The flashcards below were created by user
on FreezingBlue Flashcards.
What are the conducting airways?
Move air into lungs, warm and humidify air trap inhaled particles. allow air in and out of gas exchange structures
What happens in the gas exchange airways?
Made up of respiratory bronchioles, alveolar ducts, and alveoli. Alveoli are primary gas exchange units of lungs.
-2 major types of epithelial cells are in alveolus: Type 1 cells- provide structure, and Type II secrete surfactant, which is a lipoprotein that coats the inner surface of the alveolus- helps prevent lung collapse
What are goblet cells?
single celled exocrine glands within the epithelial lining of the bronchi.
What are the peripheral chemoreceptors?
neurons that are in carotid and aortic bodies- measure PO2 in arterial blood, Increase respirations when PO2 <60 mm Hg
Compare and contrast perfusion vs. ventilation?
- Perfusion exceeds ventilation in the bases of the lungs, and ventilation exceeds perfusion in the apices of the lungs. Expressed in a ratio called ventilation-perfusion ratio (V/Q). Normal V/Q ratio is 0.8- this is the amount by which perfusion exceeds ventilation under normal circumstances. A persons position will affect distribution of blood flow. Greatest volume of blood flow will occur in gravity dependent areas of the lung. Effective gas exchange depends on even distribution of gas (ventilation), and blood (perfusion) in all portions of the
What is a Pneumothorax?
air in pleural space destroys negative pressure within the thorax causing the lung to collapse.
What is a Open pneumothorax?
Air is being drawn into the thorax with inspiration and forced out during expiration (broken ribs, traumatic fall, something is entering the pleural space that shouldn’t be there)
What is a Tension pneumothorax?
Air is drawn into the thorax during inspiration and then remains trapped
What is a Spontaneous (primary) pneumothorax?
Occurs unexpectedly usually in males 20-40 related to the rupture of blebs (blisters) on the visceral pleura. Cause of bleb formation is unknown.
What is a Secondary pneumothorax?
Chest trauma or rupture of bulla (large blister) related to emphysema or mechanical ventilation.
What is Atelectasis ?
– shriveled upalveoli, not getting good gas exchange (often seen in the bases)
What is the pathology of cystic fibrosis?
Defective epithelial chloride ion transport
- -Mucus is dehydrated and iscous because of defective Cl secretion and excess Na+ absorption leading to bacteria filled airway
What are the 3 types of buffering systems?
- -Carbonic acid-bicarbonate buffering system
- -Protein buffering
- -Renal buffering
What is the number one predictor of oxygenation?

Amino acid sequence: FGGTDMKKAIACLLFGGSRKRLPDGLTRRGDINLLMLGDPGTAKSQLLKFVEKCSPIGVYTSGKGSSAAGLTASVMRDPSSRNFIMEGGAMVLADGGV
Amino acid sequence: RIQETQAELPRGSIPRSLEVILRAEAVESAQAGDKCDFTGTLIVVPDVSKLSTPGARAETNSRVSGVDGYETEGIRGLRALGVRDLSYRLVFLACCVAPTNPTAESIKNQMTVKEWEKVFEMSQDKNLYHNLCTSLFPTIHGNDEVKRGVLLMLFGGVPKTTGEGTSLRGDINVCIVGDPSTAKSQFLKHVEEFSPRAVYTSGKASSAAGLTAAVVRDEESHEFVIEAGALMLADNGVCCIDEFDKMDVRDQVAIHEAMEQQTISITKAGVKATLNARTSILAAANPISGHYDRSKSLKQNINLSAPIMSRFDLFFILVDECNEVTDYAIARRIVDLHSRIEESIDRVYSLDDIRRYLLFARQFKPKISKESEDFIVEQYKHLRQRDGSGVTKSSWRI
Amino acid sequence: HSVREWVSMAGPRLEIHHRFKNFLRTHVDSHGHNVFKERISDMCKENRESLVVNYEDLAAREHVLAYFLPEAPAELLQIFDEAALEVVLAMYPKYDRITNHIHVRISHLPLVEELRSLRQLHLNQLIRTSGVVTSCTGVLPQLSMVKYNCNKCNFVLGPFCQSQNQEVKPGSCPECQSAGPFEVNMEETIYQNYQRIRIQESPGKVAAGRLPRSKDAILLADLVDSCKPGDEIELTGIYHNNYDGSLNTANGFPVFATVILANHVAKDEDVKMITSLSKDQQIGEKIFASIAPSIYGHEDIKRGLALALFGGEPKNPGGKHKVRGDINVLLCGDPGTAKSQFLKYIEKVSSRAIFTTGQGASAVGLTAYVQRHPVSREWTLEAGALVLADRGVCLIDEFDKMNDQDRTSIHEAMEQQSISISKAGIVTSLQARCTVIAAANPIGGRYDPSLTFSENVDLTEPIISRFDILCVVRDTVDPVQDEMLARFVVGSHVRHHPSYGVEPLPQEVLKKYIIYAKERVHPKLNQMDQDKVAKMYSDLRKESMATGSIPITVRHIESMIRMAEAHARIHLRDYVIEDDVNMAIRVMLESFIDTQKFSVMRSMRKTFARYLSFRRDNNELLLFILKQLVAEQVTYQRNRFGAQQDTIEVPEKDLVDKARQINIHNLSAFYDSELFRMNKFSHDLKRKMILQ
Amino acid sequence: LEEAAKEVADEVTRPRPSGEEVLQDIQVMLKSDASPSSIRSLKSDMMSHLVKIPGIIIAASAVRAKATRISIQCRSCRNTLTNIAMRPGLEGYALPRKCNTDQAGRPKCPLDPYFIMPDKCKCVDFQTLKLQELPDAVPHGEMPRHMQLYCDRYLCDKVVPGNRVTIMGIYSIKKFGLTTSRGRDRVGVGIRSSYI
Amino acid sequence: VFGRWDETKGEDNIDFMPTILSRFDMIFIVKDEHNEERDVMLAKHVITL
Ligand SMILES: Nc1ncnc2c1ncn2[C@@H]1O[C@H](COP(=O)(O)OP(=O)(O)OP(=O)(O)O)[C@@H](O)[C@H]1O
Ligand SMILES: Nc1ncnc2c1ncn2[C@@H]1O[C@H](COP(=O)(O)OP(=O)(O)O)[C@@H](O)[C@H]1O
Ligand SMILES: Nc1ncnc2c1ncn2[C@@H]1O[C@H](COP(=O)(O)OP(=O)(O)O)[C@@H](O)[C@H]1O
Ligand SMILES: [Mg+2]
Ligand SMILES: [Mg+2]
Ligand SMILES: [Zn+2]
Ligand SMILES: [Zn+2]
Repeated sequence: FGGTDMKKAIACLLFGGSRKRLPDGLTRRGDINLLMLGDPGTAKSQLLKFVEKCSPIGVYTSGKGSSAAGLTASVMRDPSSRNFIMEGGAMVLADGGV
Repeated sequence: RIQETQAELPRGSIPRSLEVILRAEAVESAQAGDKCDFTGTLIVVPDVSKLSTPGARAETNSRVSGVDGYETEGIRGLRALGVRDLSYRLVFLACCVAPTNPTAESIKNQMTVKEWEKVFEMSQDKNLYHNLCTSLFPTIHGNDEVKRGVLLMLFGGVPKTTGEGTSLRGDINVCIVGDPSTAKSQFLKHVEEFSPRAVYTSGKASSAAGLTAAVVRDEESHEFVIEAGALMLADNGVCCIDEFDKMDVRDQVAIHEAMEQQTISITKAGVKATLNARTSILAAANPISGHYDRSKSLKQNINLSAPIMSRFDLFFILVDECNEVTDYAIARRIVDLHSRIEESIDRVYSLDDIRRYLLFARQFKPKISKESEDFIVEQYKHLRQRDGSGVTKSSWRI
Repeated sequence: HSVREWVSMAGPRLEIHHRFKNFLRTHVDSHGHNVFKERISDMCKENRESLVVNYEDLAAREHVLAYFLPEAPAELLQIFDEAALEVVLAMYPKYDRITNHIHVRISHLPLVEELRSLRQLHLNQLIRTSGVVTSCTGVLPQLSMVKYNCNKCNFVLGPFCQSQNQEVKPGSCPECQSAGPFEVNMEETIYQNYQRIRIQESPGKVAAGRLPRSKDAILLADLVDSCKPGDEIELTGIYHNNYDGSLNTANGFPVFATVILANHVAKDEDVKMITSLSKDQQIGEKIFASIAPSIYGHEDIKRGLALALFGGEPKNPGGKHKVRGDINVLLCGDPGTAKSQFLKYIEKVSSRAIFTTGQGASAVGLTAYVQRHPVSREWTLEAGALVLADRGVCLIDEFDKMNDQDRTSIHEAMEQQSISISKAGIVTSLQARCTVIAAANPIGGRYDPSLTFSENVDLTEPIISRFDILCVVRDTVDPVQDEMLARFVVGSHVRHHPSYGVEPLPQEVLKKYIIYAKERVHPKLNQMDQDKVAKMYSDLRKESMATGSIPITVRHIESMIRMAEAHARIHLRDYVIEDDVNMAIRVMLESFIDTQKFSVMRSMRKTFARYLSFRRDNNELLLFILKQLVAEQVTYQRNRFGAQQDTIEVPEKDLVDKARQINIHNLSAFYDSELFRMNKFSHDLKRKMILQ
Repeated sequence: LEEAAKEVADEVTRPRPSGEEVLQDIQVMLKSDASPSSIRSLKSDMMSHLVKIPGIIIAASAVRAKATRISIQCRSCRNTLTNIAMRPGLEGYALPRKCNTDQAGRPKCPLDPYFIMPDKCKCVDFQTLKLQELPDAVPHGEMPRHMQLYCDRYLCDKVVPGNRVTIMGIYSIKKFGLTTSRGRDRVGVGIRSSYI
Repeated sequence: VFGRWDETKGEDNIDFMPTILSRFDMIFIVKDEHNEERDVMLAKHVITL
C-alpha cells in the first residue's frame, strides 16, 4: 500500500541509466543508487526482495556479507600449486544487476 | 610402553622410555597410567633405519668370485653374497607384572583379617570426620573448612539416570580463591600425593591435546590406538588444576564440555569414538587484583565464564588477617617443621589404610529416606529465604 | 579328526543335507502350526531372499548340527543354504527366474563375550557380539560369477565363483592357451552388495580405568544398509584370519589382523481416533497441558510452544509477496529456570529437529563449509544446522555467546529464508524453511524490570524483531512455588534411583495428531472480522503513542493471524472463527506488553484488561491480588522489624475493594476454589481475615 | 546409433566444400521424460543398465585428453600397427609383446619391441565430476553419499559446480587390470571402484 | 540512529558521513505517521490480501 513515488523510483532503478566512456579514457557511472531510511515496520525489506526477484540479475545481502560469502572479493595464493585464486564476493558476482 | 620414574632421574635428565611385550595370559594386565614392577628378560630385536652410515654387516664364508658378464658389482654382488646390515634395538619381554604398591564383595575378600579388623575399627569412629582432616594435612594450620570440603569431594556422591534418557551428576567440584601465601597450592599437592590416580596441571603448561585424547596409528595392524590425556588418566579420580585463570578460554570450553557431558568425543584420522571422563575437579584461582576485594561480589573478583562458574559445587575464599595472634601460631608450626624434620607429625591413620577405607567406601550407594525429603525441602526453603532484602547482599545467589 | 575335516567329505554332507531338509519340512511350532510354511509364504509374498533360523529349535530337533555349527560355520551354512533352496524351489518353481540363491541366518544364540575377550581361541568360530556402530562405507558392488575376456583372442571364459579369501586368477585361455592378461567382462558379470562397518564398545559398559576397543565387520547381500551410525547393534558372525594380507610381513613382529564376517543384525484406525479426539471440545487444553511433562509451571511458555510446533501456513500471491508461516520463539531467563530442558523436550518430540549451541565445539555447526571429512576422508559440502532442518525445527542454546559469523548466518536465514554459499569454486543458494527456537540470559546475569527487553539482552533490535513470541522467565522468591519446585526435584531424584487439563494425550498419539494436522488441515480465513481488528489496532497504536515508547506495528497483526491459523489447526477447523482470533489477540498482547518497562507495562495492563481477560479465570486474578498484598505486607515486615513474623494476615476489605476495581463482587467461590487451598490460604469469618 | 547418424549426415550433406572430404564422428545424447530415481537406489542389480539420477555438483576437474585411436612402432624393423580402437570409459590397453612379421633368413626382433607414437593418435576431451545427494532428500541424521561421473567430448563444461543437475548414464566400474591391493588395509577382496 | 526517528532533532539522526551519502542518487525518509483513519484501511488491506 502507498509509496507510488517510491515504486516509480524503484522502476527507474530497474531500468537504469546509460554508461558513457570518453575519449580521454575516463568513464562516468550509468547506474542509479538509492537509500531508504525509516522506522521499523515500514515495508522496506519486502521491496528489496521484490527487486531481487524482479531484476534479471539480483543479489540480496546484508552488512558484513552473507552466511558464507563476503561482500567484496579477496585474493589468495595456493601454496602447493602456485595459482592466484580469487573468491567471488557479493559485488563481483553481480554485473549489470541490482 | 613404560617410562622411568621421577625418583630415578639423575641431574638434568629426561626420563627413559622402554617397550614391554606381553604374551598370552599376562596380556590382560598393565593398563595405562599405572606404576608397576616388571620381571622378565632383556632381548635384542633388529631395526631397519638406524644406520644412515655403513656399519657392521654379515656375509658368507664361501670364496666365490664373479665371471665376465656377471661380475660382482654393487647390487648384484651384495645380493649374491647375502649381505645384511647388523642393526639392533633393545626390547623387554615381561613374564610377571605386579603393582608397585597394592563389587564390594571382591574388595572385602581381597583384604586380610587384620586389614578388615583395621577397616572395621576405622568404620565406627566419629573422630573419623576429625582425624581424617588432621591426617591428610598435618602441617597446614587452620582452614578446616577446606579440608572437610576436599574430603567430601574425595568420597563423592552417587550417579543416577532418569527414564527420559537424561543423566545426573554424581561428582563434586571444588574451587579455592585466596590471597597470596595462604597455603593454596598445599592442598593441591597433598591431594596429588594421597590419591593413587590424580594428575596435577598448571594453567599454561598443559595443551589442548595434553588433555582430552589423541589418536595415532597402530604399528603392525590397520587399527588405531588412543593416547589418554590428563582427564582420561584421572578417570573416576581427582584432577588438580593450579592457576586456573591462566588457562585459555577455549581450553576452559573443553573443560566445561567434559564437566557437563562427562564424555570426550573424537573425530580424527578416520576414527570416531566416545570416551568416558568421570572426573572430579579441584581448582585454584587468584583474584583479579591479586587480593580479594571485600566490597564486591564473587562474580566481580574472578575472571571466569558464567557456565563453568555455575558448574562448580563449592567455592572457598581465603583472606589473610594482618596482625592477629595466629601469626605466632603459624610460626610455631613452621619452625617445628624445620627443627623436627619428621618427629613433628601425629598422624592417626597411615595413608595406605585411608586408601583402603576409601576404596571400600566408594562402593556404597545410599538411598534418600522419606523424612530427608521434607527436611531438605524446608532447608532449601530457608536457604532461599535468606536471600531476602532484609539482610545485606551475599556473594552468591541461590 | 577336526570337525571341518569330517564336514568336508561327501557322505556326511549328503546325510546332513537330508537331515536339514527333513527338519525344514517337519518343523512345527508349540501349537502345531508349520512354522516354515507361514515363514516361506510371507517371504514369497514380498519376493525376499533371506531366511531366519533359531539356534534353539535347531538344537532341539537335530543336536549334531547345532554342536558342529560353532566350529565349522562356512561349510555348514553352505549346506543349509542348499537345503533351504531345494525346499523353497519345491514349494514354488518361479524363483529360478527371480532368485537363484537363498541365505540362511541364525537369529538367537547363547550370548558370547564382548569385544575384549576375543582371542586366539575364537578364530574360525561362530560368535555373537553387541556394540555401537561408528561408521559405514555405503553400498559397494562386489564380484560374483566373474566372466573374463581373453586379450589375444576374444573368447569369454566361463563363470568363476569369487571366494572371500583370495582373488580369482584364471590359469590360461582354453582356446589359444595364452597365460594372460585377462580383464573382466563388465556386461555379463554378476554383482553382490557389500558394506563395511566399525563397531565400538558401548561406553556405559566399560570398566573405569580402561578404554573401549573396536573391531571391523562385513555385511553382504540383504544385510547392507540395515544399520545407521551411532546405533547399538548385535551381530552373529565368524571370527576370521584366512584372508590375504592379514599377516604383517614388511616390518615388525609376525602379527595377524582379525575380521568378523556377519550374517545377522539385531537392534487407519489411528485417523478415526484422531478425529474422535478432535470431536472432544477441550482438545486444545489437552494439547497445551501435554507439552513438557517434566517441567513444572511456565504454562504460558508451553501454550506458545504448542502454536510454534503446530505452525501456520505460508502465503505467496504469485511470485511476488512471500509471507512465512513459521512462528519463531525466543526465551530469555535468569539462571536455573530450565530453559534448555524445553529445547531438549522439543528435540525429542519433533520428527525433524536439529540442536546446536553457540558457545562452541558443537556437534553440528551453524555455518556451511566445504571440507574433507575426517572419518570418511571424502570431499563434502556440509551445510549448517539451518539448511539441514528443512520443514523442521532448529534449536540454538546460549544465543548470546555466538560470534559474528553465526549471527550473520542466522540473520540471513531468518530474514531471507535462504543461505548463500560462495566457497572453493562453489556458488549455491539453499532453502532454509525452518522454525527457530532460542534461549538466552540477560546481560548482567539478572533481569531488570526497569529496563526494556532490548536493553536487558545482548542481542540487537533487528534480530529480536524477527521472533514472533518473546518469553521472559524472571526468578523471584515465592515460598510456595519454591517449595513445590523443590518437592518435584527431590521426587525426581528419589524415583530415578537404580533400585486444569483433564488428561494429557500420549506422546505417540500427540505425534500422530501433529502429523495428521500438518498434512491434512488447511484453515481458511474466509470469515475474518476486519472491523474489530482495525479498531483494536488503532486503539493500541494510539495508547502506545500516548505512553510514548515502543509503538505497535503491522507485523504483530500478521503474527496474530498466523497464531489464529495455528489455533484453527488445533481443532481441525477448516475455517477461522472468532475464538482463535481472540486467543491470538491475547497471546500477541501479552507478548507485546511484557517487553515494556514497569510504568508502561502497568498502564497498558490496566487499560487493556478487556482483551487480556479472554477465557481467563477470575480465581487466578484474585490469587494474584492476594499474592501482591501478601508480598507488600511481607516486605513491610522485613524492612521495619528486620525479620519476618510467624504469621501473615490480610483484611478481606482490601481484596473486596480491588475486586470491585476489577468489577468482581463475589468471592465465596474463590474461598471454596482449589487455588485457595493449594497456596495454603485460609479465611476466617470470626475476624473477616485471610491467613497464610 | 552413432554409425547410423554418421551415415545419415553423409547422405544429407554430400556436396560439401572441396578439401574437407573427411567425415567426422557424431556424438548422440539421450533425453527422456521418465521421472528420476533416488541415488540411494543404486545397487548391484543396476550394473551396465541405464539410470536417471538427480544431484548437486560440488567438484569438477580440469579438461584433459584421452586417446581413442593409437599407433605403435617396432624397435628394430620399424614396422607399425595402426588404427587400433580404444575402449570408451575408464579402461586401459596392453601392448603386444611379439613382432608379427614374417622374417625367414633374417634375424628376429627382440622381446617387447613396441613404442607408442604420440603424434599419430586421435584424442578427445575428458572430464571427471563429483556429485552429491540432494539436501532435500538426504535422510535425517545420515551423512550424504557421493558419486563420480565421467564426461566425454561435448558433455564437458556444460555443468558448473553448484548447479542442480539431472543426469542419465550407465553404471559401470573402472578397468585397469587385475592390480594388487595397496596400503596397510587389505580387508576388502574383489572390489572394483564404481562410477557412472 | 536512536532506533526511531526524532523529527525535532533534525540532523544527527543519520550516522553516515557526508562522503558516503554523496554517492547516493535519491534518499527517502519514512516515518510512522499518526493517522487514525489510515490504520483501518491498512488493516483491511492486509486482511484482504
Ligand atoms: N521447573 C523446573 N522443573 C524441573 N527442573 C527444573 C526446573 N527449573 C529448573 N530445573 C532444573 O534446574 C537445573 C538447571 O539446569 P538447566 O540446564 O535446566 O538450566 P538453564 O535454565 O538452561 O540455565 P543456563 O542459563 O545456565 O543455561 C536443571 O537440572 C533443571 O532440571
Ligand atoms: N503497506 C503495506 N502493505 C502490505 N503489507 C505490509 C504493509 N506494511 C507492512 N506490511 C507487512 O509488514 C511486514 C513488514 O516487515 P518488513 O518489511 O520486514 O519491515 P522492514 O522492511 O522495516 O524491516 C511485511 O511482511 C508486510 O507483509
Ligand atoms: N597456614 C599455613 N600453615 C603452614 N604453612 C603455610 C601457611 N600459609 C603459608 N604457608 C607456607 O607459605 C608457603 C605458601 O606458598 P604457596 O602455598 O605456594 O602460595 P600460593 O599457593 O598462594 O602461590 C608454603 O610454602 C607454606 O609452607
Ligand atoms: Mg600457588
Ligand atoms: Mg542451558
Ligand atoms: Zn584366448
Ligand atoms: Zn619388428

Level of conciseness
What are upper motor neuron syndromes?
- -Hemiparesis or hemiplagia
- -Paraparesis or paraplegia
- -Quadriparisis or quadriplegia
- -Pyramidal motor syndromes
- -Spinal shock
What are lower motor neuron syndromes?
- -Flaccid parasis or flaccid paralysis
- -Hyporeflexia or areflexia
- -Fibrillation (single muscle that contracts randomly without voluntary coordination)
Where does the bleeding take place with an epidermal hematoma?
Between cranial vault and dura (rapid bleeding)
Where does the bleeding take place with an subdural hematoma?
-Between dura matter and arachnoid space (slower bleeding)
What type of alveolar cells produce surfactant?
Where are vital signs controlled?
In the medulla oblongata
When are the cells that produce surfactant mature?
Between 26-28 weeks
What are the clinical manifestations of ARDS?
- Respiratory alkalosis
- Dyspnea and hypoxemia
- Metabolic acidosis
- Respiratory acidosis
- Further hypoxemia
- Hypotension, decreased cardiac output, death
What is status asthmaticus ?
bronchospasum so severe it obstructs the air flow
Why are people with cystic fibrosis predisposed to having chronic lung infections?
Due to thick mucus secretions
What other problems present with cystic fibrosis?
- Digestive problems
- Weight loss
What is in the CNS?
Brain and spinal cord
What is in the PNS?
- -Cranial nerves
- – Spinal nerves
- – Pathways:
- • Afferent (ascending)
- • Efferent (descending)
What is the blood brain barrier?
- Cellular structures that selectively inhibit
- certain potentially harmful substances in the
- blood from entering the interstitial spaces of
- the brain or CSF
What are the three main catecholamines?
Epinephrine, Norepinephrine, Dopamine
When do you classify someone has epilepsy?
When no underlying cause can be found for their seizures
What does MS result in?
Destruction of myelin coating on axons
What is a unique factor to ALS?
Damages both upper and lower motor neurons
What is Guillain-Barré syndrome?
Acquired immune-mediated polyneuropathy
- – Inflammatory disease causing demyelination of the peripheral nerves Acute onset, ascending
- motor paralysis
-it effects many nerves
What happens during parkinson's disease?
Reduced striatal concentration of dopamine
What is spina bifita?
Failure of osseous spine to close
What are the two types of spina bifita?
- Spina Bifida Occulta
- Not visible externally
- – Spina Bifida Cystica
- Visible defect
- Sac-like protrusion